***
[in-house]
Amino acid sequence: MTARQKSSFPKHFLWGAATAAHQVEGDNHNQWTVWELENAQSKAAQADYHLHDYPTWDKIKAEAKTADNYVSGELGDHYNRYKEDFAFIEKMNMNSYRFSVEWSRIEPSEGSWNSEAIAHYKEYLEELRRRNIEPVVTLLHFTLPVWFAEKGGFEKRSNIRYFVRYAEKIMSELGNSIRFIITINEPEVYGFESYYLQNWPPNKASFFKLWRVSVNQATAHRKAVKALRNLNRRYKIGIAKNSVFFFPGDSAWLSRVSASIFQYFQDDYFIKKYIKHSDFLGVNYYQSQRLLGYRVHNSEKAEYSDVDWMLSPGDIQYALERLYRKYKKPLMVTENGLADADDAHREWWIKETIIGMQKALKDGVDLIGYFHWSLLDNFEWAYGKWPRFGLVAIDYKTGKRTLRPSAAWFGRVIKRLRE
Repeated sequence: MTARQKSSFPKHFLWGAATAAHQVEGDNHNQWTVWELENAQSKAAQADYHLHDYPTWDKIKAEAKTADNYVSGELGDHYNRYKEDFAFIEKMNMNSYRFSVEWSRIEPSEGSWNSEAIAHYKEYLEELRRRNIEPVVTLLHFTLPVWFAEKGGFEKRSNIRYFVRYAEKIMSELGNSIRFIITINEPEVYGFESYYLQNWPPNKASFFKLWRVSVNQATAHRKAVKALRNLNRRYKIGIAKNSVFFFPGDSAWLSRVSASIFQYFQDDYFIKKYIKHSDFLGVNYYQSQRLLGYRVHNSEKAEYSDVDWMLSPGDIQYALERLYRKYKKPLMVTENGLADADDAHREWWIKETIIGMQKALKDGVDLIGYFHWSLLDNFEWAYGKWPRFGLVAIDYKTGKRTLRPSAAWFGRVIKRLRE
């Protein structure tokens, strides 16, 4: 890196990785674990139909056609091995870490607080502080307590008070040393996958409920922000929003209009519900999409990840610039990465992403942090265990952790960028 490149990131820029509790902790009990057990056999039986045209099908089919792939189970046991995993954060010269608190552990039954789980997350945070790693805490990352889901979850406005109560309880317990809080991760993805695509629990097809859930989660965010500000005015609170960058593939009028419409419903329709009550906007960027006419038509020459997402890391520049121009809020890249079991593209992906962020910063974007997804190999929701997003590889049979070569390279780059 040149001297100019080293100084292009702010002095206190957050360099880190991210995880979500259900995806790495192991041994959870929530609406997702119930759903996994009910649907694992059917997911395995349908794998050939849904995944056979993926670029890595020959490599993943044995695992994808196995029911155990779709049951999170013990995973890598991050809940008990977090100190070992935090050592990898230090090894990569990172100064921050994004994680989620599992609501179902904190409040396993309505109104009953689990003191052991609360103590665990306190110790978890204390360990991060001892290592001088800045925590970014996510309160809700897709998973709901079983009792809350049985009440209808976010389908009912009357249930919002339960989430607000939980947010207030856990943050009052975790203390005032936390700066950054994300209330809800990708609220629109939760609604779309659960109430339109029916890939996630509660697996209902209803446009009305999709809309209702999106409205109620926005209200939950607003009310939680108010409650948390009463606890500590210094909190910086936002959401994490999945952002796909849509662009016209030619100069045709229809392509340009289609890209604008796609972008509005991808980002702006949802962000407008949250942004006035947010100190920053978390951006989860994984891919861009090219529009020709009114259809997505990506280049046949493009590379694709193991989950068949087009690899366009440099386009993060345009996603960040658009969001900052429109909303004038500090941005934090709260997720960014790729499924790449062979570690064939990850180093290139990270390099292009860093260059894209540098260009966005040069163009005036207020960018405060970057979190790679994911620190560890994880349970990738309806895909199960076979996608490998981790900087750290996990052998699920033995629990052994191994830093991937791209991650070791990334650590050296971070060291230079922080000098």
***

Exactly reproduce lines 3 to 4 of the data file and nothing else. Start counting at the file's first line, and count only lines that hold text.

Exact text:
Repeated sequence: MTARQKSSFPKHFLWGAATAAHQVEGDNHNQWTVWELENAQSKAAQADYHLHDYPTWDKIKAEAKTADNYVSGELGDHYNRYKEDFAFIEKMNMNSYRFSVEWSRIEPSEGSWNSEAIAHYKEYLEELRRRNIEPVVTLLHFTLPVWFAEKGGFEKRSNIRYFVRYAEKIMSELGNSIRFIITINEPEVYGFESYYLQNWPPNKASFFKLWRVSVNQATAHRKAVKALRNLNRRYKIGIAKNSVFFFPGDSAWLSRVSASIFQYFQDDYFIKKYIKHSDFLGVNYYQSQRLLGYRVHNSEKAEYSDVDWMLSPGDIQYALERLYRKYKKPLMVTENGLADADDAHREWWIKETIIGMQKALKDGVDLIGYFHWSLLDNFEWAYGKWPRFGLVAIDYKTGKRTLRPSAAWFGRVIKRLRE
């Protein structure tokens, strides 16, 4: 890196990785674990139909056609091995870490607080502080307590008070040393996958409920922000929003209009519900999409990840610039990465992403942090265990952790960028 490149990131820029509790902790009990057990056999039986045209099908089919792939189970046991995993954060010269608190552990039954789980997350945070790693805490990352889901979850406005109560309880317990809080991760993805695509629990097809859930989660965010500000005015609170960058593939009028419409419903329709009550906007960027006419038509020459997402890391520049121009809020890249079991593209992906962020910063974007997804190999929701997003590889049979070569390279780059 040149001297100019080293100084292009702010002095206190957050360099880190991210995880979500259900995806790495192991041994959870929530609406997702119930759903996994009910649907694992059917997911395995349908794998050939849904995944056979993926670029890595020959490599993943044995695992994808196995029911155990779709049951999170013990995973890598991050809940008990977090100190070992935090050592990898230090090894990569990172100064921050994004994680989620599992609501179902904190409040396993309505109104009953689990003191052991609360103590665990306190110790978890204390360990991060001892290592001088800045925590970014996510309160809700897709998973709901079983009792809350049985009440209808976010389908009912009357249930919002339960989430607000939980947010207030856990943050009052975790203390005032936390700066950054994300209330809800990708609220629109939760609604779309659960109430339109029916890939996630509660697996209902209803446009009305999709809309209702999106409205109620926005209200939950607003009310939680108010409650948390009463606890500590210094909190910086936002959401994490999945952002796909849509662009016209030619100069045709229809392509340009289609890209604008796609972008509005991808980002702006949802962000407008949250942004006035947010100190920053978390951006989860994984891919861009090219529009020709009114259809997505990506280049046949493009590379694709193991989950068949087009690899366009440099386009993060345009996603960040658009969001900052429109909303004038500090941005934090709260997720960014790729499924790449062979570690064939990850180093290139990270390099292009860093260059894209540098260009966005040069163009005036207020960018405060970057979190790679994911620190560890994880349970990738309806895909199960076979996608490998981790900087750290996990052998699920033995629990052994191994830093991937791209991650070791990334650590050296971070060291230079922080000098």